Avocado is the headline hogger of the fruit world. There are about 2,000 species of fruit eaten by human beings, from pedestrian fruits like the apple, banana, clementine, and date, to the more exotic ones like the atemoya, bignay, calabash, and durian. But no fruit manages to push itself into the headlines as often as the avocado. It’s not that avocado is not worthy of the occasional headline, avocado is creamy and delicious, fatty yet healthy, velvety goodness that can be spread on bread, eaten by itself with salt, or bring volume to any salad. But to push itself into headlines every year? That’s not fair.

The banana only gets a headline when the Cavendish is facing extinction, the apple when a new Honeycrisp competitor is cultivated, the kiwi when the Mighties come out to challenge the mandarin Halo’s and Cuties. But the avocado? It grabbed headlines during the “Millennials are spending more on avocado toast than on their retirement” outcry. It was back when researchers discover new ways to ship avocado to China without spoilage. It sneaks back in every time avocado prices rise, and they do that a lot, and now finally they’re back in the headlines again, this time for nefarious reasons. It turns out avocado is such a hot commodity that restaurants are switching out the pricey avocados for fauxvacados. Imitation is the best form of flattery, but conning customers into thinking they’re eating avocado when they’re eating zucchini, not so kosher.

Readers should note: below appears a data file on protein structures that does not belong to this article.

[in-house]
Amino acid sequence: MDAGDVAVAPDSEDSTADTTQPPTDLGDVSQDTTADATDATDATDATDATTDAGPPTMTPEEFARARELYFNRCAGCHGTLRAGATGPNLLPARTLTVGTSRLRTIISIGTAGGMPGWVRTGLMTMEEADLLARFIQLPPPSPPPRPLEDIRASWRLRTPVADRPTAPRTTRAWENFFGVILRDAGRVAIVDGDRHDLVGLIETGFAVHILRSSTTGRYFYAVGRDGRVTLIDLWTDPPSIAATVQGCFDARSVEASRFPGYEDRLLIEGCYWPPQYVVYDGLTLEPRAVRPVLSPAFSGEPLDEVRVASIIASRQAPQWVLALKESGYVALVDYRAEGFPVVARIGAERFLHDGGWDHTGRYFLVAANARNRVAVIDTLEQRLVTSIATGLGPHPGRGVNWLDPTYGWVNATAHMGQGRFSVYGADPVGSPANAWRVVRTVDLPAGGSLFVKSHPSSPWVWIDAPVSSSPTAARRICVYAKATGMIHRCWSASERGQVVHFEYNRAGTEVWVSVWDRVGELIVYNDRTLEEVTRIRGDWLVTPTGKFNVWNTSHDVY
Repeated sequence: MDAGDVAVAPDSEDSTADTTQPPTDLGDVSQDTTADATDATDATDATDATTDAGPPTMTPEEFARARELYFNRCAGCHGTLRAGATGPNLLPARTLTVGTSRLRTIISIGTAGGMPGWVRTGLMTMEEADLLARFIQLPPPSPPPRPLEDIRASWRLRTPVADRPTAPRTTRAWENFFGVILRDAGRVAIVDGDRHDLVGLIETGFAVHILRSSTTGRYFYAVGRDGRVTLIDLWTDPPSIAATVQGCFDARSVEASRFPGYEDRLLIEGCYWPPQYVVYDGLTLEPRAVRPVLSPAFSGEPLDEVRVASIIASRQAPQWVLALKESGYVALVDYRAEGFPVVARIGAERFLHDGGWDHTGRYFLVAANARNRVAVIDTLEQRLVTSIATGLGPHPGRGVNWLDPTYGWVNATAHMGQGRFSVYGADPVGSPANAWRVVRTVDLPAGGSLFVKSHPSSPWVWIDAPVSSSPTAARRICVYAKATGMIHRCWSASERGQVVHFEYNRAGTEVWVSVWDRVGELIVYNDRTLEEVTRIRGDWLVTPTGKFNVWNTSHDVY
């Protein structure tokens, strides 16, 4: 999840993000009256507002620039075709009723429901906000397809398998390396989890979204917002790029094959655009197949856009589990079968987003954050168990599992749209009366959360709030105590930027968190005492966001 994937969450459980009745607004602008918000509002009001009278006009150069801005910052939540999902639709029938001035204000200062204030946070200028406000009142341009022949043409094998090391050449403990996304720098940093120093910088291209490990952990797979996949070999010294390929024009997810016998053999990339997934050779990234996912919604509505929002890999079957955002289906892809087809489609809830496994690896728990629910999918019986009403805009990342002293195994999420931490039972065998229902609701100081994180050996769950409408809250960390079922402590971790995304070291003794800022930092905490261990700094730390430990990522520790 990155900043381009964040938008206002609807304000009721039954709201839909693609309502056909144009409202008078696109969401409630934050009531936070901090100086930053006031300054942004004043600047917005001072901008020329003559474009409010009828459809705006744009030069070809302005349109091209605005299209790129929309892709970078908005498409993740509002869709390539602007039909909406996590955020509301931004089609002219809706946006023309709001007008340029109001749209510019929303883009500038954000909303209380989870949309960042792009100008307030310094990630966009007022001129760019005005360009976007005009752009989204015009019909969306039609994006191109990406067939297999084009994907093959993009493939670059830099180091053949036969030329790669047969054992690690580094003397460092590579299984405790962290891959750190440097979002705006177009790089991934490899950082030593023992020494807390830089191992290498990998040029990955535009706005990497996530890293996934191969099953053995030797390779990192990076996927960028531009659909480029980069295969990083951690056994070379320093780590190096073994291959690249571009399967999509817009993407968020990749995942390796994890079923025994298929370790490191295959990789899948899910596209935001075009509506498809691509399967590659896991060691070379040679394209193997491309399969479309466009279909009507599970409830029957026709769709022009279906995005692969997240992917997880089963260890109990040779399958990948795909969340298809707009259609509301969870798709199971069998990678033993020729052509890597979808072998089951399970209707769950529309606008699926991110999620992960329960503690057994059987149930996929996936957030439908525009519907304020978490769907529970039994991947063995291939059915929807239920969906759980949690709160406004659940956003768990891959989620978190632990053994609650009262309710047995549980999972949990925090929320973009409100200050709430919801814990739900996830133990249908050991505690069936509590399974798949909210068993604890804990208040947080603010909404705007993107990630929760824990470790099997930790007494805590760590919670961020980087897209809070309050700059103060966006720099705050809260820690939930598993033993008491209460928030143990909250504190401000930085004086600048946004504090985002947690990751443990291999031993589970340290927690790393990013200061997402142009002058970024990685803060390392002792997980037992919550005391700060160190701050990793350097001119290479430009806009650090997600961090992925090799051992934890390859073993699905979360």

There are three reasons for the rapidly rising prices of avocado, which currently costs more than double what they cost last July. The first is exploding global demand. Avocado used to be something you ate a few times a year, usually at a party where there was a guac and chips platter. Now, it is a fruit that many of us eat all year round, at least once a week. In addition, due to recent innovations in shipping materials, avocado can make it by boat to Southeast Asia while still fresh, and demand is surging from China and India.

Supply has been weakened as well this year, with California reporting a record low avocado crop, and cartel control over parts of Mexico causing a low harvest there as well. Demand is up, supply is down, and even the economics professor at the community college will tell you that means prices are going to soar…